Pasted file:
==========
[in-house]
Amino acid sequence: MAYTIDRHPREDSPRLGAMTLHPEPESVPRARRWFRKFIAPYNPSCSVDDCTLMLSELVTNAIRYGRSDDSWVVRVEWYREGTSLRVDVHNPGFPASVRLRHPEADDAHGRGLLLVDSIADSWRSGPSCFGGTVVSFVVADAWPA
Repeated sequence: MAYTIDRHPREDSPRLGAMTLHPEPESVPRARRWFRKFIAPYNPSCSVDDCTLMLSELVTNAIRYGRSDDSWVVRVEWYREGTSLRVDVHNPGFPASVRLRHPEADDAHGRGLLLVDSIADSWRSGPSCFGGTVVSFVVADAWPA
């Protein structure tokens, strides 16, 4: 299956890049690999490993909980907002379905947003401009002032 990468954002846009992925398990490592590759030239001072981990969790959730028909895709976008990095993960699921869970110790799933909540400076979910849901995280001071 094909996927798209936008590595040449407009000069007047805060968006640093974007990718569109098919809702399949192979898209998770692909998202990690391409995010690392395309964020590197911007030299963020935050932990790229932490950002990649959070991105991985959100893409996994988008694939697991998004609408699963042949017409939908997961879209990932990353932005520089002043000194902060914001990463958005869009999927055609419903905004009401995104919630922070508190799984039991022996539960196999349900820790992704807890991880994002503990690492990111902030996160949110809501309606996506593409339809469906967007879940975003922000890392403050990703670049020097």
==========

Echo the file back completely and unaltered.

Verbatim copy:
[in-house]
Amino acid sequence: MAYTIDRHPREDSPRLGAMTLHPEPESVPRARRWFRKFIAPYNPSCSVDDCTLMLSELVTNAIRYGRSDDSWVVRVEWYREGTSLRVDVHNPGFPASVRLRHPEADDAHGRGLLLVDSIADSWRSGPSCFGGTVVSFVVADAWPA
Repeated sequence: MAYTIDRHPREDSPRLGAMTLHPEPESVPRARRWFRKFIAPYNPSCSVDDCTLMLSELVTNAIRYGRSDDSWVVRVEWYREGTSLRVDVHNPGFPASVRLRHPEADDAHGRGLLLVDSIADSWRSGPSCFGGTVVSFVVADAWPA
């Protein structure tokens, strides 16, 4: 299956890049690999490993909980907002379905947003401009002032 990468954002846009992925398990490592590759030239001072981990969790959730028909895709976008990095993960699921869970110790799933909540400076979910849901995280001071 094909996927798209936008590595040449407009000069007047805060968006640093974007990718569109098919809702399949192979898209998770692909998202990690391409995010690392395309964020590197911007030299963020935050932990790229932490950002990649959070991105991985959100893409996994988008694939697991998004609408699963042949017409939908997961879209990932990353932005520089002043000194902060914001990463958005869009999927055609419903905004009401995104919630922070508190799984039991022996539960196999349900820790992704807890991880994002503990690492990111902030996160949110809501309606996506593409339809469906967007879940975003922000890392403050990703670049020097």